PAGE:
Amazon Cloud Adds C# Support to Lambda Service
Amazon Web Services Inc. (AWS) announced that its AWS Lambda tool -- providing serverless functionality for projects such as app back-end services -- now supports Microsoft's C# programming language.
AWS said developers using the Lambda service can run their code without having to worry about provisioning or managing servers, using a pay-as-you-go pricing model.
"Using the new, open source .NET Core 1.0 runtime, you can easily publish C# code to AWS Lambda from a variety of popular .NET tools," AWS spokesperson Bryan Liston said in a blog post last week. ".NET developers can now build Lambda functions and serverless applications with the C# language and .NET tools that they know and love. With tooling support in Visual Studio, Yeoman, and the dotnet CLI, you can easily deploy individual Lambda functions or entire serverless applications written in C# to Lambda and Amazon API Gateway."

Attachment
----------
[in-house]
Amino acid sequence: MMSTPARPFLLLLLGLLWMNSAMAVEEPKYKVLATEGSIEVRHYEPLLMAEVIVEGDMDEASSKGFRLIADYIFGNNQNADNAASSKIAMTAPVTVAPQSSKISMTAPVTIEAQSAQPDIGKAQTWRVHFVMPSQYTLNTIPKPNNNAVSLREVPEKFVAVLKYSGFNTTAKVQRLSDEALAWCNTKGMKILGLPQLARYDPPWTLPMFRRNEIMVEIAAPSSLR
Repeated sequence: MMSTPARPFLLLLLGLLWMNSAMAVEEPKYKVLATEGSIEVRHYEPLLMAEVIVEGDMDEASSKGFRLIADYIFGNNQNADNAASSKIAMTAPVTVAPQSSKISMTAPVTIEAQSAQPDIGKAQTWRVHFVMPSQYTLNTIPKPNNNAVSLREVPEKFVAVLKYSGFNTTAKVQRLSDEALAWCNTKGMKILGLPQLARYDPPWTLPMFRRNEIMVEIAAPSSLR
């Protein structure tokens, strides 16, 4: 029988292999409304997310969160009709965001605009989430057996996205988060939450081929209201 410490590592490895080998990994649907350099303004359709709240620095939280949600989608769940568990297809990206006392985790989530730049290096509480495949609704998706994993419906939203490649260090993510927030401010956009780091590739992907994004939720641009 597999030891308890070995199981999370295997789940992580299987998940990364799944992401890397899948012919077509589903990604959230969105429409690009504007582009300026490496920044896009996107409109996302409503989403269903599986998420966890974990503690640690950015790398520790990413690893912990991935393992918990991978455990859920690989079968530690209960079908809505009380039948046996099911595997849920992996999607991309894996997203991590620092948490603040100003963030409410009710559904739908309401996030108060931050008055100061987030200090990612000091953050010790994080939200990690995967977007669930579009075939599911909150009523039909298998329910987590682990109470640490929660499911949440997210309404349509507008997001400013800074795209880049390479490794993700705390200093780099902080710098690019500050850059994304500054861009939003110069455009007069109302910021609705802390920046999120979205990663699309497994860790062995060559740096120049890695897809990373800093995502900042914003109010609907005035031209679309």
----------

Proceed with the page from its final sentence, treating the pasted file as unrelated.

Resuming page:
"Until today, .NET developers were not able to take advantage of this model," Liston said. "We're excited to add C# to the list of supported languages and enable a new category of developers to take advantage of Lambda and API Gateway to create serverless applications."
In other news related to the .NET framework from Microsoft, Liston announced two new project templates to the AWS Toolkit for Visual Studio. The new AWS Lambda Project template creates a simple project with just one C# Lambda function, while the new AWS Serverless Application template creates a small AWS serverless application, adhering to the AWS Serverless Application Model (AWS SAM).
He also discussed cross-platform development using the .NET Core CLI.
"We're excited to open up AWS Lambda for C# applications through the .NET Core runtime," Liston said. "You can find more information on writing C# Lambda functions in the AWS Lambda Developer Guide. Download the AWS Toolkit for Visual Studio to get started or check out the Lambda extensions to the dotnet CLI."
David Ramel is editor in chief of Visual Studio Magazine and Application Development Trends Magazine.